Ahmed Mohamed, our fabulous guide for Cairo and Alexandria lectures on Sakara.
Our group listens enraptured as Ahmed Mohamed expounds!
Osama (not bin laden!), my Egyptian Brother!
Osama was our tour/project manager and met us when we first arrived at the airport in Cairo and was with us the entire time in Cairo and Alexandria to make sure everything went smoothly (and it did!!).
He very quickly became part of the family and here Vaughn gets a photo in front of the Step Pyramid.
Prone statue of Ramses II
Ramses II and Rambo!
Barbara and the Alabaster Sphinx
Carrying bread to market!
Group photo at the Great Pyramids of Giza
Merrill and Kent frame the Great Pyramid of Cheops
Sam, the Bedouin
Cindy & Allen
Ken actually gets to finally touch a pyramid
They are really not that big after all!
Kay and the Pyramid and Sphinx
High Five with a young salesman
Twila kisses the Sphinx
Our lovely hotel, the MENA HOUSE HOTEL, GIZA
Breakfast in view of the pyramid
Lobby of the Mena House Hotel
Mena House swimming pool
Mena House Corridor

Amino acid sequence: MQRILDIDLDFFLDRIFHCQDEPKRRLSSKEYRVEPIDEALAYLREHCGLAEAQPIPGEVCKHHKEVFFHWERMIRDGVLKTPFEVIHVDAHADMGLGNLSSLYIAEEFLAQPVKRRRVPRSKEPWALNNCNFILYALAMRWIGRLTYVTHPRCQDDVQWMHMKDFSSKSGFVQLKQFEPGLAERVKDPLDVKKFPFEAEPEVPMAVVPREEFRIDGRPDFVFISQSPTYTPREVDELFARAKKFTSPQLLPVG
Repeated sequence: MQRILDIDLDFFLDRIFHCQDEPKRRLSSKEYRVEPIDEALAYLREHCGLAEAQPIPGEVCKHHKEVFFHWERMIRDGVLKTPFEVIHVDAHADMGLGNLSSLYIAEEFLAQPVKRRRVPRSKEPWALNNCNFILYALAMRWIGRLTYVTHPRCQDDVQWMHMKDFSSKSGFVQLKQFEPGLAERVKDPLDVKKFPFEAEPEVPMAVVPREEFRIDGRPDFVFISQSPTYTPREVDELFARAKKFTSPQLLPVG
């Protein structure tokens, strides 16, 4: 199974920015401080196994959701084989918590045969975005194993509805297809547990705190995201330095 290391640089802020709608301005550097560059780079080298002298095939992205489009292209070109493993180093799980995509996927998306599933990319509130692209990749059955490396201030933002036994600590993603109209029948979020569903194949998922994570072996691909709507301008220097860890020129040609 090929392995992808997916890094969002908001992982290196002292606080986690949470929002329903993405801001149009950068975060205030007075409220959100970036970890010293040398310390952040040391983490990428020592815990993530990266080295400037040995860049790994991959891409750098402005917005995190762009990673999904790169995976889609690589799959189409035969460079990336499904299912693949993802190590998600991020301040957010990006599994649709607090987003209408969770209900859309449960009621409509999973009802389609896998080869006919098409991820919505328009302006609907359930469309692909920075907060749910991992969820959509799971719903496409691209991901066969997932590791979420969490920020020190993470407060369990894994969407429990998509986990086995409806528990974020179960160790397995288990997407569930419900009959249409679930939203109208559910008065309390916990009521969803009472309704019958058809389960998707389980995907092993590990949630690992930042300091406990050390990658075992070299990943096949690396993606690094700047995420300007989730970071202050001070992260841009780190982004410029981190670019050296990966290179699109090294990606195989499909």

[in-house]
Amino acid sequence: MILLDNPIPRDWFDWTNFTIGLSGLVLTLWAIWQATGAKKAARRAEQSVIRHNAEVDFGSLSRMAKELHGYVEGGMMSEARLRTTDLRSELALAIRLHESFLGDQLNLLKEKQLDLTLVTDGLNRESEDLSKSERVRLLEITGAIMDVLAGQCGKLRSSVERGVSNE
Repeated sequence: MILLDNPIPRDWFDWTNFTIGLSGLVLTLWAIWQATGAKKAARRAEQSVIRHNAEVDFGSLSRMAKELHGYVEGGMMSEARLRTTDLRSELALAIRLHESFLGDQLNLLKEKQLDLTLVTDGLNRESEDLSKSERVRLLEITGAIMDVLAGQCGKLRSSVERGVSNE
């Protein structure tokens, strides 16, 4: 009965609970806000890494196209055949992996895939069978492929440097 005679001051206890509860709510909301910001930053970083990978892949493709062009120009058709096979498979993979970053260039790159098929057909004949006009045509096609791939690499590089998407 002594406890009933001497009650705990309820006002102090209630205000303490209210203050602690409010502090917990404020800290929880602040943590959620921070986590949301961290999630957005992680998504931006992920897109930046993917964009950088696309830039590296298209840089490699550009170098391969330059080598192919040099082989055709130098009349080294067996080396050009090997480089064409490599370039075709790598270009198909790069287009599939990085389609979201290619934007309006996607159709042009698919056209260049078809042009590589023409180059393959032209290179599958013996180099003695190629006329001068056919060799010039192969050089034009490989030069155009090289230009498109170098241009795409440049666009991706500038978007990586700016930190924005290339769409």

Zack gives us a tour of VIP suites. This door leads to the suite where the British General Montgomery lived for 6 months during World War II and the battles in North Africa.
Sitting at Churchill's desk. Notice the photo of Winston Churchill behind the desk.
Chloe on Churchill's terrace
Queen of Egypt (Mother) and two attendants in Churchill's bedroom.
Our excellent guide Ahmed (both our guides were named Ahmed!) tells us about
Pompeii's Pillar in Alexandria
Wendi and Vaughn in a giant stone jacuzzi bathtub
LaShawna in front of Pompeii's Pillar
A myriad of clotheslines next to Pompeii's Pillar
all in a day's work of a stone mason
Street Market in Alexandria
The fabulous Library of Alexandria
the world's languages carved on the exterior of the library
The expansive interior of the Alexandria Library
From the bottom looking up
The Alexandria library opened in 2001 and is built on the site of the historic library which was destroyed by an earthquake in 742 a.d. At the time it contained the greatest collection of information known to man, including how the pyramids were built and many other secrets of the ancients. Nearly all was lost in the destruction. The modern library has quickly become one of the greatest collections of information, both digital and print, in the modern world. The visit was a highlight of our trip.
Ruth poses with local women at the Citadel of Alexandria, built on the site of the old Lighthouse of Alexandria, one of the original 7 Wonders of the Ancient World.